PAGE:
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Encyclopedia > Investment (military)

Investment is the military tactic of surrounding an enemy fortification or town with armed forces to prevent entry or escape.[1] Table of Fortification, from the 1728 Cyclopaedia. ...

A reconstructed section of the Alesia investment fortifications

A circumvallation is a line of fortifications, built by the attackers around the besieged fortification facing towards the fortification (to protect itself from sorties by its defenders and to enhance the blockade). The resulting fortifications are known as 'lines of circumvallation'. Reconstruction of the fortifications in the site of the Battle of Alesia. ... Reconstruction of the fortifications in the site of the Battle of Alesia. ... It has been suggested that this article or section be merged with contravallation. ... A siege is a military blockade of a city or fortress with the intent of conquering by force or attrition, often accompanied by an assault. ... Sortie is a term for deployment of one military aircraft or a ship for the purposes of a specific mission, whether alone, or with other aircraft or vessels. ... A blockade is any effort to prevent supplies, troops, information or aid from reaching an opposing force. ...


A contravallation is a line of fortifications around the besieged fortification facing away from the fortification to protect themselves from attacks by allies of the city's defenders and to enhance the blockade of the city. Contravallation is a standard military tactic of siege used in ancient and modern warfare. ...


The Siege of Alesia took place in September 52 BC is one of the most famous investments in history. Julius Caesar in his Commentaries on the Gallic War describes his text book use of the circumvallation and contravallation to defeat the Gauls under their chieften Vercingetorix. Battle of Alesia Conflict Gallic Wars Date September 52 BC Place Alesia, near modern Alise-Sainte-Reine (France) Result Roman victory The Battle of Alesia or Siege of Alesia was a conflict fought in September 52 BC around the Gallic oppidum of Alesia, a major town centre and hill fort... Centuries: 2nd century BC - 1st century BC - 1st century Decades: 100s BC 90s BC 80s BC 70s BC 60s BC - 50s BC - 40s BC 30s BC 20s BC 10s BC 0s BC Years: 57 BC 56 BC 55 BC 54 BC 53 BC 52 BC 51 BC 50 BC 49... Gaius Julius Caesar [1] (Latin pronunciation ; English pronunciation ; July 12 or July 13, 100 BC or 102 BC – March 15, 44 BC), was a Roman military and political leader and one of the most influential men in classical antiquity. ... Map of Gaul circa 58 BC Gaul (Latin: ) was the name given, in ancient times, to the region of Western Europe comprising present-day northern Italy, France, Belgium, western Switzerland and the parts of the Netherlands and Germany on the west bank of the Rhine river. ... Statue of Vercingetorix by Bartholdi, on Place de Jaude, in Clermont-Ferrand Vercingetorix (pronounced in Gaulish) died 46 BC), chieftain of the Arverni, led the Gauls in their ultimately unsuccessful war against Roman imperialism. ...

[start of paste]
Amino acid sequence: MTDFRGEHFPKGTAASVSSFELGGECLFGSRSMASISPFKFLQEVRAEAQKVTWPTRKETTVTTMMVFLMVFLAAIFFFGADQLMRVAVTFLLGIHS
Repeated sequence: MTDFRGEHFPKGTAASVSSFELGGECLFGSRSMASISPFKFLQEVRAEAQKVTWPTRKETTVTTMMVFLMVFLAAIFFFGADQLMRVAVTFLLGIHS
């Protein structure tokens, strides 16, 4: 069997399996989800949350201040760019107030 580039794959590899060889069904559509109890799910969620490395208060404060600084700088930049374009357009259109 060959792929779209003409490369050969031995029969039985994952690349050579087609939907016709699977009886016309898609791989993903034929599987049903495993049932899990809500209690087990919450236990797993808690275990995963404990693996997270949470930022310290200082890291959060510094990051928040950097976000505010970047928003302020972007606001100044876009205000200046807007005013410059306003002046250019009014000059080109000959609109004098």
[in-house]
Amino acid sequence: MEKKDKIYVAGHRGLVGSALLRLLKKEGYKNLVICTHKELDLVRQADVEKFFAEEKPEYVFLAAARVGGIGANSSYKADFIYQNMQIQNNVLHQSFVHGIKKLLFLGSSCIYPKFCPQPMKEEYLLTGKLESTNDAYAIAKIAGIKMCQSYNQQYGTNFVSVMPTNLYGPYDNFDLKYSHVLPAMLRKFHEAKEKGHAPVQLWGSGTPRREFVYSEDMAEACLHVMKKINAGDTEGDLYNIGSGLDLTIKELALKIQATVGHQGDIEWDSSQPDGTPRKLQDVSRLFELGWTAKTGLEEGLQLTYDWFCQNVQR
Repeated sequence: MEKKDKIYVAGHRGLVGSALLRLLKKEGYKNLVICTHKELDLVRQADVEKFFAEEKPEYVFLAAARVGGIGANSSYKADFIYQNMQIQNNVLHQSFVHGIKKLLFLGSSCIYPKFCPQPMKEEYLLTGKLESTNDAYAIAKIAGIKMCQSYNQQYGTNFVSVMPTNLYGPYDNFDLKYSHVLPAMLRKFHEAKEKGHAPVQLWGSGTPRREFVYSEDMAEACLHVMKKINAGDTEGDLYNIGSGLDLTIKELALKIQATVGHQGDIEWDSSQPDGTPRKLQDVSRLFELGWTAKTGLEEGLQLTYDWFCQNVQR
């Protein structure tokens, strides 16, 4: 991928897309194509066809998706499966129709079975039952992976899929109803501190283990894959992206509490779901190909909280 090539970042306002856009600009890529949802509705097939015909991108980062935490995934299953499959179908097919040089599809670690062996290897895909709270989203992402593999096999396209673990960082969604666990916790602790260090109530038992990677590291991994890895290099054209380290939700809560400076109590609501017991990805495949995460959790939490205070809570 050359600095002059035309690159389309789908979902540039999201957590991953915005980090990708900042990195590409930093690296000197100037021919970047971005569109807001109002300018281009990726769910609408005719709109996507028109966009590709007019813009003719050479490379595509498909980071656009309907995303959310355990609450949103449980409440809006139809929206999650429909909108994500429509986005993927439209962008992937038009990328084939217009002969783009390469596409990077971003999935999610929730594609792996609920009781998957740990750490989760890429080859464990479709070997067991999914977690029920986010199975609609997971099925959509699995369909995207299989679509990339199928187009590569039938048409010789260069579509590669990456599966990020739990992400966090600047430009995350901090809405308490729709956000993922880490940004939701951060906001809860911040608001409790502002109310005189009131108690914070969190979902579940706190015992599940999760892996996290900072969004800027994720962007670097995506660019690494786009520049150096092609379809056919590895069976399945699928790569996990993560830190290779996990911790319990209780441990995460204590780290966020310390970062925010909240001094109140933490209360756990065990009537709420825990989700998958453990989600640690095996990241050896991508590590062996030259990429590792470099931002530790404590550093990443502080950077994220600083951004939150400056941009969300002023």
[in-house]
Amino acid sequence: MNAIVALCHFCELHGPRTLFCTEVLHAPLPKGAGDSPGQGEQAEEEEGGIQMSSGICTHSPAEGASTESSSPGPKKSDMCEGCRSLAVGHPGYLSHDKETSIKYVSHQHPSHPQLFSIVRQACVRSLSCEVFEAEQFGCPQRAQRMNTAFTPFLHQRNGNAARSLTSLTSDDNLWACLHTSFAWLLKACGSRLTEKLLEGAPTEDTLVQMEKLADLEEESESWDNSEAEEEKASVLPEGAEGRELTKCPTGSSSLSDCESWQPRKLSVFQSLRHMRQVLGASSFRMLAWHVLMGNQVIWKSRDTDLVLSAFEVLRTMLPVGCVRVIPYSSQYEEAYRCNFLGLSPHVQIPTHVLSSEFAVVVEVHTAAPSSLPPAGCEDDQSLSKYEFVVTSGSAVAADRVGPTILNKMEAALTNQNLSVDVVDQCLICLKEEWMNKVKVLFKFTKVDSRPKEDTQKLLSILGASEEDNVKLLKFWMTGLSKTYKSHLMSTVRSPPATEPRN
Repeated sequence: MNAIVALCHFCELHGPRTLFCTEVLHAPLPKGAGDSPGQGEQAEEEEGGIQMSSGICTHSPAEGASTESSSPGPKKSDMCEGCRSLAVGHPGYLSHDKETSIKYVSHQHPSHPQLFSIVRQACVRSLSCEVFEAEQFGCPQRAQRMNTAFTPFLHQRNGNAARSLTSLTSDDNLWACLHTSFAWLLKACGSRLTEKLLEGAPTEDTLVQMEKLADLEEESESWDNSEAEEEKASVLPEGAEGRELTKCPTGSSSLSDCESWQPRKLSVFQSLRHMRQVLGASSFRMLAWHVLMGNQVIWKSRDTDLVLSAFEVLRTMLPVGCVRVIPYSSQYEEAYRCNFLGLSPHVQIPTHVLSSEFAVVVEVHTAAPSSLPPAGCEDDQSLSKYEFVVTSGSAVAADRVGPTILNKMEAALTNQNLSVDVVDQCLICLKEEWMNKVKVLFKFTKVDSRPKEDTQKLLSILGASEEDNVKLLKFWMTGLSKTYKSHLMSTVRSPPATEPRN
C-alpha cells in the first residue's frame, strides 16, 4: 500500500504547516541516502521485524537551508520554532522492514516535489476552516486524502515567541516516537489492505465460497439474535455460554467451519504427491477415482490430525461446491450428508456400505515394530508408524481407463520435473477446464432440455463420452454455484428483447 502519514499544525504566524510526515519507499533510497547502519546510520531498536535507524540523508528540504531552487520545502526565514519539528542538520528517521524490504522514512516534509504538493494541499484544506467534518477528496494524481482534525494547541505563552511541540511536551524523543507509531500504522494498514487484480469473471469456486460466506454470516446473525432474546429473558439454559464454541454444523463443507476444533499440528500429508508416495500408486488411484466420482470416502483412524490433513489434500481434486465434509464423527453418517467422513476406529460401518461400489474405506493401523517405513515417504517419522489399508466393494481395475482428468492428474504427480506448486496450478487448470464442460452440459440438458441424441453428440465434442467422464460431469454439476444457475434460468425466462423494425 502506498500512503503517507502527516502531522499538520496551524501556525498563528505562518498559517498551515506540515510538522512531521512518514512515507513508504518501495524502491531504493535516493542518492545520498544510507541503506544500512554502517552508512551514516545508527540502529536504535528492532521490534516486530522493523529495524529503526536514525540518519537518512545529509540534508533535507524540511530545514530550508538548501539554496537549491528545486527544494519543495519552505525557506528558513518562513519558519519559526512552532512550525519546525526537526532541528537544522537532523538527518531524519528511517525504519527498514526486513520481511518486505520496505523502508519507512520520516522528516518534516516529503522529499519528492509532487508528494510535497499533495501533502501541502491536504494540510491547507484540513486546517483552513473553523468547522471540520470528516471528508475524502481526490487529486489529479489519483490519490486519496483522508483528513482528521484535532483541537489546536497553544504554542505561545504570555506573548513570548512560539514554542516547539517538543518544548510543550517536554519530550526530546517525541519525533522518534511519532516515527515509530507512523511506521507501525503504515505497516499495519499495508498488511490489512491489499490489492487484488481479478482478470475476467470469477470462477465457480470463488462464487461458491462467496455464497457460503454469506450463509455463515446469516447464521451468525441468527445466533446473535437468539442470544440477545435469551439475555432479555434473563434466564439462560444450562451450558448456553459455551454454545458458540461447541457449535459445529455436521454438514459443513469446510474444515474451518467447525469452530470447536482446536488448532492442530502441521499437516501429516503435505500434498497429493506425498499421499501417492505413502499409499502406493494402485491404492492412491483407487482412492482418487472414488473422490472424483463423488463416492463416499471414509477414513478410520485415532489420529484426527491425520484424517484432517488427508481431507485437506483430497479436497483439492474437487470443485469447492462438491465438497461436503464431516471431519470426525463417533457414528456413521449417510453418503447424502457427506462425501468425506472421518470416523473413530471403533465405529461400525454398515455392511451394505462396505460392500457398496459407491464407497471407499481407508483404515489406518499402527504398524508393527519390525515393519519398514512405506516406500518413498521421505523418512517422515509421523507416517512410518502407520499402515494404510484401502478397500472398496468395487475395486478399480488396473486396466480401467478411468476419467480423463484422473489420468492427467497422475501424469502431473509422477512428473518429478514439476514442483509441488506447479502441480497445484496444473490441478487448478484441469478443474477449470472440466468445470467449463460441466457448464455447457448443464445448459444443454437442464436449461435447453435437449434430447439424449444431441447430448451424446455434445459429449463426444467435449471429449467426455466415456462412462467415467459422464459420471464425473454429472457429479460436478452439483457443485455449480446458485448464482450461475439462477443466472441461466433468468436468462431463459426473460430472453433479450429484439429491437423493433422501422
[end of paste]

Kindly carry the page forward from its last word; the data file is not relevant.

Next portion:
The basic objectives and tactics of an military investment have remain the same down to today. During the Second World War there were many sieges and many investments. One of the most famous sieges of the Second World War which demonstrated the tactical use of investment was the siege of Stalingrad. During the first half of the siege the Germans were unable to fully invest the city so the Soviets were able to get men and supplies into the city across the Don River. In the second half of the battle, the complete investment of Stalingrad by the Soviets, (including air space which prevented the construction by the Germans of an adequately large airbridge), eventually forced the starving Germans inside the city to surrender. Mushroom cloud from the nuclear explosion over Nagasaki rising 18 km into the air. ... Combatants Axis Powers Soviet Union Commanders Friedrich Paulus Erich von Manstein Hermann Hoth Georgy Zhukov Vasily Chuikov Aleksandr Vasilevsky Strength German Sixth Army German Fourth Panzer Army Romanian Third Army Romanian Fourth Army Hungarian Second Army Italian Eighth Army 500,000 Germans Unknown number Reinforcements Unknown number Axis-allies Stalingrad... There are at several rivers named Don: Don River, Russia Don River, Toronto River Don, England River Don, Aberdeenshire This is a disambiguation page — a navigational aid which lists other pages that might otherwise share the same title. ...


Referencs

  1. ^ invest Merriam-Webste

 
 

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